January 2014
Communications & public relations advice for nonprofits                                                                                                                                                                                                

  Brought to you by your friends at Anat Gerstein, Inc.  

Make Your 2014 Communications Program Work

Of the two images below, which one more closely resembles your organization's communications function?

The fact is: a comprehensive, integrated communications program will produce results. Organizations today cannot continue to maintain that they don't have the time and resources to invest in a strong communications program. 

Below are five tips to improve your organization's communications efforts in 2014. There's no day like today to get started.

In this newsletter, esteemed WNYC radio host Brian Lehrer shares tips on how to pitch his show.  We're huge Brian Lehrer fans.  Really, we have a mad crush on him. So we are particularly grateful that he is offering advice.

Finally, a new Nonprofit Excellence Awards season is about to kick off.  The very popular Pathways Workshops start later this week (the first two are sold out), but stay tuned here for additional workshops about best management practices for nonprofits.

All the best,
The Anat Gerstein, Inc. Team
Anat, Jeff, Katrin, Zac, and Joanna
Tips for Improving Your Communications Program in 2014


We'll skip the basics since you likely already know the components of a solid communications program (a good website that holds people's attention, email marketing, social media, traditional media, promotional collateral like newsletters and annual reports, etc.). 


To ramp up your communications, here are five steps you should take in 2014:


Make Communications a Priority

Do you have regular meetings to discuss finances, fundraising, and programs? In 2014, put an equal emphasis on communications by setting up at least one monthly meeting to discuss progress, impact, and next steps for your communications plan. (You can learn more about creating a plan here.)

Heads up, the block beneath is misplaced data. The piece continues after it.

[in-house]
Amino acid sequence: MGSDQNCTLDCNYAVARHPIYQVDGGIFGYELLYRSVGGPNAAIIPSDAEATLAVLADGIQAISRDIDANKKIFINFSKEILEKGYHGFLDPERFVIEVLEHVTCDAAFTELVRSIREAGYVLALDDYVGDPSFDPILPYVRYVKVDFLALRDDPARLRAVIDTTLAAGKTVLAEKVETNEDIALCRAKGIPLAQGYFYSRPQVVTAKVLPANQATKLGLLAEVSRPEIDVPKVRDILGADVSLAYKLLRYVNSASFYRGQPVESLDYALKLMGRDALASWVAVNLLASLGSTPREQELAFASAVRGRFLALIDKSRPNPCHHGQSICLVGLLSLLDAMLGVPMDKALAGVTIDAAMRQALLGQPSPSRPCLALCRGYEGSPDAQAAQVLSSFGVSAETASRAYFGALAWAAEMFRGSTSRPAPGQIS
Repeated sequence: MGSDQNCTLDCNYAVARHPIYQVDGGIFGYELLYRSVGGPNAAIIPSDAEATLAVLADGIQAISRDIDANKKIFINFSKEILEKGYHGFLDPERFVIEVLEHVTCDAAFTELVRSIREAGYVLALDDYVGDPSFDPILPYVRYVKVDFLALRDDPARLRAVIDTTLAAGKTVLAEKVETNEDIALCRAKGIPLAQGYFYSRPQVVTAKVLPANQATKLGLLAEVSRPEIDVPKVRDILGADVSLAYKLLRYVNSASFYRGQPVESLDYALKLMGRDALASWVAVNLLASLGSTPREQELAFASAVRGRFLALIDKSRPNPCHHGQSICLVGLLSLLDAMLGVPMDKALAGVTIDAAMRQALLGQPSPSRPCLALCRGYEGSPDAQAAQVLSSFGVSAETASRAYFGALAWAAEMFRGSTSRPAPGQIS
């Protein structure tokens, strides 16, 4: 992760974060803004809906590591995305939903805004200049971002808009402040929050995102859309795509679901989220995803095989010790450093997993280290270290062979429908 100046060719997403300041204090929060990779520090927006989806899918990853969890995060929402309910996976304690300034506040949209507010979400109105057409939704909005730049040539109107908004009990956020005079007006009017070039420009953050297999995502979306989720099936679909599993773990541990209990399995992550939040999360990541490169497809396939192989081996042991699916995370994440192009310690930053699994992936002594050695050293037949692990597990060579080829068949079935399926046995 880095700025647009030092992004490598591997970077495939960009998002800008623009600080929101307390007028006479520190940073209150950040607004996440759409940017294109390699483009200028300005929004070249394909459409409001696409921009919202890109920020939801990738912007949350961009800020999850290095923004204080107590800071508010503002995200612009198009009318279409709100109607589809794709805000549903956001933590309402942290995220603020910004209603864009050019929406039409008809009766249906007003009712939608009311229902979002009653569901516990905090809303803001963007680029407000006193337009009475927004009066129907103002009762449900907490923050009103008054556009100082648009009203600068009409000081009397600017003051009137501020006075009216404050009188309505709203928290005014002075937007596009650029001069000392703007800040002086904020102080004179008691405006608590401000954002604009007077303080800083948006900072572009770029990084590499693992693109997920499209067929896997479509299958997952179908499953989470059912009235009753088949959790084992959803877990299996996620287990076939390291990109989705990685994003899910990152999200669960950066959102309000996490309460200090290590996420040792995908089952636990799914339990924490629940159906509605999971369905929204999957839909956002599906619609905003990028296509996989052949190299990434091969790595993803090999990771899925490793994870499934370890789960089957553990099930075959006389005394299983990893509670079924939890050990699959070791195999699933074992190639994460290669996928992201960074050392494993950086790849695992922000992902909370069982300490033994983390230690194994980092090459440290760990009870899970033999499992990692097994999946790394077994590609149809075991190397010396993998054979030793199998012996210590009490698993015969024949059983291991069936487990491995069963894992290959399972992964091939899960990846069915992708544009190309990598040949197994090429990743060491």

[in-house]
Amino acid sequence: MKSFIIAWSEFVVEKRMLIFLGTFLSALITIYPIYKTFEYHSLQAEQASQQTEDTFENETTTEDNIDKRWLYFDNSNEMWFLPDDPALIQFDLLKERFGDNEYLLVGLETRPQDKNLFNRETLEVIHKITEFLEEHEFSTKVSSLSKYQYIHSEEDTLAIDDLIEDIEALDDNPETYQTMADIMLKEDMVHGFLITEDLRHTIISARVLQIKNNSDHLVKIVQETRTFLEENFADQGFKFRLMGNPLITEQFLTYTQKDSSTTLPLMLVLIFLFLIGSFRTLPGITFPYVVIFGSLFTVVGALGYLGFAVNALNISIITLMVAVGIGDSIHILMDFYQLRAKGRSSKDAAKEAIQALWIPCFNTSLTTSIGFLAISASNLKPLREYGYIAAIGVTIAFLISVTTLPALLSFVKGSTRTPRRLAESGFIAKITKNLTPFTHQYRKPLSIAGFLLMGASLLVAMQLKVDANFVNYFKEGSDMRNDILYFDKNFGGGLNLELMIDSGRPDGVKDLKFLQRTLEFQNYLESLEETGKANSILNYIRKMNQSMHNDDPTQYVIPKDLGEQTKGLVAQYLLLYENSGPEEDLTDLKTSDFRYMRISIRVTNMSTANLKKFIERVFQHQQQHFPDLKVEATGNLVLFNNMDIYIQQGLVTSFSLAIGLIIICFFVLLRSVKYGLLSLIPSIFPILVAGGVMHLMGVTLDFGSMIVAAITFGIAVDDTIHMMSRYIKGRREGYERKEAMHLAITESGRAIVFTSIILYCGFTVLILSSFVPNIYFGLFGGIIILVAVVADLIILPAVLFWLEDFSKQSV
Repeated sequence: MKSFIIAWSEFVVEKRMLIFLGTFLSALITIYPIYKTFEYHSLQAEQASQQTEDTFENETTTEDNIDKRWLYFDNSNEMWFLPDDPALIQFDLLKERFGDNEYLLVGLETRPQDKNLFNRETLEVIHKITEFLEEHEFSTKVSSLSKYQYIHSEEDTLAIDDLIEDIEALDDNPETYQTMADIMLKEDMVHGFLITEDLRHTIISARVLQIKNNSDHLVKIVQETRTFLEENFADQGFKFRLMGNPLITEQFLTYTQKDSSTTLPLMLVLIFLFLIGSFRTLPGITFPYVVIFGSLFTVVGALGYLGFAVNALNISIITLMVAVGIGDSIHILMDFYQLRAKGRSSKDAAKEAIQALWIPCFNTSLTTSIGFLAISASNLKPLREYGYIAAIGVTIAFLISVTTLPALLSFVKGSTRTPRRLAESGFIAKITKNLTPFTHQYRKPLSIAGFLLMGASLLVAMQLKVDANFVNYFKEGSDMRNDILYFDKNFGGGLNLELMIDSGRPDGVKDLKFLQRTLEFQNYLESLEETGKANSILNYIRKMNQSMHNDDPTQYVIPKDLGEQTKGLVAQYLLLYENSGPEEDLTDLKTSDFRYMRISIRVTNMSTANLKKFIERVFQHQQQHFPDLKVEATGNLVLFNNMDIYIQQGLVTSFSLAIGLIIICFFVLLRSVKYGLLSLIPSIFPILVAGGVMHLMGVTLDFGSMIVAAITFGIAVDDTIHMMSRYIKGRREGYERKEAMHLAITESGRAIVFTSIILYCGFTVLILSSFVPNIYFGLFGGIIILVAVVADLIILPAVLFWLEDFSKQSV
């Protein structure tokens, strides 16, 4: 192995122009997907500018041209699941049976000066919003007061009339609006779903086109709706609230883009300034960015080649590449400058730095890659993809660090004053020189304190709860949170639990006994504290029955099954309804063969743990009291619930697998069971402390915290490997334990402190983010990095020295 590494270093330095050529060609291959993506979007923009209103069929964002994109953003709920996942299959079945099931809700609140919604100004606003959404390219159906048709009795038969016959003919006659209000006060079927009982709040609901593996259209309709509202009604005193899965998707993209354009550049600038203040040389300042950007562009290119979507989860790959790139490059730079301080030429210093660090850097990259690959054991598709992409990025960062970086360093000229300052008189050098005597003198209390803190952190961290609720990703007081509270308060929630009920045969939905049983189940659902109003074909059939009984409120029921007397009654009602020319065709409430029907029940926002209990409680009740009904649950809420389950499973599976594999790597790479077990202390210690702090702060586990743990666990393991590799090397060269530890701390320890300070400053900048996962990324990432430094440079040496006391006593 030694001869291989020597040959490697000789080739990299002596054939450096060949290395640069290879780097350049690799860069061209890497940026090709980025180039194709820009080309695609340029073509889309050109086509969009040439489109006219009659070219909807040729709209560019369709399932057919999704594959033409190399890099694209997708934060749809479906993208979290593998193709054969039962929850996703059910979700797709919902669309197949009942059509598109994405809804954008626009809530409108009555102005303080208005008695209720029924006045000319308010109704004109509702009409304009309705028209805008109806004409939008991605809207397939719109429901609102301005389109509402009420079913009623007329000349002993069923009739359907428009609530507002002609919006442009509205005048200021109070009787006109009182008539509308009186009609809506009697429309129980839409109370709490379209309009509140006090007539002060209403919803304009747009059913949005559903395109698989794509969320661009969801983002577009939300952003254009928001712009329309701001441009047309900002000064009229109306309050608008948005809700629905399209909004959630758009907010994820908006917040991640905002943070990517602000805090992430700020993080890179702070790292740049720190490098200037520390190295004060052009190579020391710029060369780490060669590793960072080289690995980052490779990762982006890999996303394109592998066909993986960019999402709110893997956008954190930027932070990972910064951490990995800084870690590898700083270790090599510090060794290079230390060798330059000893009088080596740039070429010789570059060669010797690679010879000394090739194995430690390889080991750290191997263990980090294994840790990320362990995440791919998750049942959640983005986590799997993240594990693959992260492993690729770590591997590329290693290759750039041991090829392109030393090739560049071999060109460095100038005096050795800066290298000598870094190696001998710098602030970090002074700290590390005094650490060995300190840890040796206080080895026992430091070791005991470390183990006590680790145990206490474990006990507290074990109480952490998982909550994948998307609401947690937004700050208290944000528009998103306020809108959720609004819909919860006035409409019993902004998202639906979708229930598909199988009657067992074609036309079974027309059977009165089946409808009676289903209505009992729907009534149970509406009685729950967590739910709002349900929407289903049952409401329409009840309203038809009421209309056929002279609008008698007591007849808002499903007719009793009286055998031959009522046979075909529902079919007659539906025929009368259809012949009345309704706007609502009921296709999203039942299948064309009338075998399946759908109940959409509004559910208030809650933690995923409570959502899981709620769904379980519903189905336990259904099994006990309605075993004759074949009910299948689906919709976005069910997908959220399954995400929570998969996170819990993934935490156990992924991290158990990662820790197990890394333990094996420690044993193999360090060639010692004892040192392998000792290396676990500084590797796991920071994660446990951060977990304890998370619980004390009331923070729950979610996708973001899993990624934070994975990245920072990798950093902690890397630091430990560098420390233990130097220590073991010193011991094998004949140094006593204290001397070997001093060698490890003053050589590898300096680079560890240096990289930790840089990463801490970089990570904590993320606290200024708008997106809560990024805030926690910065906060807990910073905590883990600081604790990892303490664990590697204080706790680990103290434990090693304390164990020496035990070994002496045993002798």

Make Communications Everyone's Responsibility

You can't have an effective communications program that produces results if you isolate the communications function. Make sure your staff is actively involved in your communications effort and invested in its success.  


You can do this by having members from various departments attend the monthly communications meeting and make them all contribute to the program's success. How? Make everyone responsible for providing stories and content for newsletters, social media, press, the website, and more.


Target Your Communications 

Not all your stakeholders are interested in the same content. Funders, your social media community, government folks, reporters and your board may all be generally interested in what you do, but they are likely to be engaged through different information and stories about your work. 


Spend time up front tailoring your content for each stakeholder group and you will see better results.


Share Content Across Multiple Platforms

We see this all too often:  

  • An organization gets a nice press story but doesn't get it in front of funders, supporters, and sometimes even their staff!
  • An annual report is mailed out, but not shared via social media and is immediately buried on a website.
  • An executive director speaks at an important conference or hearing. The occasion inadvertently becomes the organization's best kept secret.

In 2014, take 10 minutes at your monthly meeting to discuss how you'll get every communications-related success, event, or accomplishment in front of all potentially-interested audiences.


A Picture is Worth a Thousand Words

So is video.  


This year, try to tell stories - about the organization and people you serve - through pictures, video, info graphics, and very little text.




Pitching Notes:


Brian Lehrer

Host, WNYC's The Brian Lehrer Show


The Brian Lehrer Show is a daily morning call-in program that covers politics and life, locally and globally. Guests include politicians, cultural figures, scientists, authors, actors, activists and average citizens. 


We look for issue-oriented guests doing important work or with something original to say, especially if relevant to major social problems or cultural trends. 


Pitches with strong news hooks, relevant to current events, are helpful. We're especially interested in individuals with compelling true personal stories of relevance to the issue in addition to professionals working with the issue, and guests who add to the diversity of our program.  


Send pitches to blshow@wnyc.org

anat gerstein inc.

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